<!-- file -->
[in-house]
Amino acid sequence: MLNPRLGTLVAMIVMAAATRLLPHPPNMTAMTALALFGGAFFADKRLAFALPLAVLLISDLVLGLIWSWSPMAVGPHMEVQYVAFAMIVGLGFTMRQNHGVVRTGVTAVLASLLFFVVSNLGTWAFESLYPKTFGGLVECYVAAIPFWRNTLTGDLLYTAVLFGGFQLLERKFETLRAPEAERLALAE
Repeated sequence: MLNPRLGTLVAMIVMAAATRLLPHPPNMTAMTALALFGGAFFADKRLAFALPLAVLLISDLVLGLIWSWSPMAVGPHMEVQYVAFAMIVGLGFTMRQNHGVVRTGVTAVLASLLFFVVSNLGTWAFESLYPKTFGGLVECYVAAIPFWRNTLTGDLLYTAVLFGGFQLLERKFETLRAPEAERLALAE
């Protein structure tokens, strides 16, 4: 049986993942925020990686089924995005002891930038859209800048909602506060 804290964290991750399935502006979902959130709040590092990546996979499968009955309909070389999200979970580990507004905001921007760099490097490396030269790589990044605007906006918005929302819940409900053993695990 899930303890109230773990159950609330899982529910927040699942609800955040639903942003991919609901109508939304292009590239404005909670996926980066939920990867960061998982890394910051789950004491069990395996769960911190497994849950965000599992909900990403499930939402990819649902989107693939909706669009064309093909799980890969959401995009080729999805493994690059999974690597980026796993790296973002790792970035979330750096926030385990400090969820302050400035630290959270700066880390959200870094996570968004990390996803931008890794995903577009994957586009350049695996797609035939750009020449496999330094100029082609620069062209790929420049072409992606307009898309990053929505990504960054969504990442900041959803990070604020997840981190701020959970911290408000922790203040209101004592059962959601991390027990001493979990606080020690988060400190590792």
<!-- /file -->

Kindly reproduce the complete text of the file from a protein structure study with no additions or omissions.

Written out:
[in-house]
Amino acid sequence: MLNPRLGTLVAMIVMAAATRLLPHPPNMTAMTALALFGGAFFADKRLAFALPLAVLLISDLVLGLIWSWSPMAVGPHMEVQYVAFAMIVGLGFTMRQNHGVVRTGVTAVLASLLFFVVSNLGTWAFESLYPKTFGGLVECYVAAIPFWRNTLTGDLLYTAVLFGGFQLLERKFETLRAPEAERLALAE
Repeated sequence: MLNPRLGTLVAMIVMAAATRLLPHPPNMTAMTALALFGGAFFADKRLAFALPLAVLLISDLVLGLIWSWSPMAVGPHMEVQYVAFAMIVGLGFTMRQNHGVVRTGVTAVLASLLFFVVSNLGTWAFESLYPKTFGGLVECYVAAIPFWRNTLTGDLLYTAVLFGGFQLLERKFETLRAPEAERLALAE
């Protein structure tokens, strides 16, 4: 049986993942925020990686089924995005002891930038859209800048909602506060 804290964290991750399935502006979902959130709040590092990546996979499968009955309909070389999200979970580990507004905001921007760099490097490396030269790589990044605007906006918005929302819940409900053993695990 899930303890109230773990159950609330899982529910927040699942609800955040639903942003991919609901109508939304292009590239404005909670996926980066939920990867960061998982890394910051789950004491069990395996769960911190497994849950965000599992909900990403499930939402990819649902989107693939909706669009064309093909799980890969959401995009080729999805493994690059999974690597980026796993790296973002790792970035979330750096926030385990400090969820302050400035630290959270700066880390959200870094996570968004990390996803931008890794995903577009994957586009350049695996797609035939750009020449496999330094100029082609620069062209790929420049072409992606307009898309990053929505990504960054969504990442900041959803990070604020997840981190701020959970911290408000922790203040209101004592059962959601991390027990001493979990606080020690988060400190590792």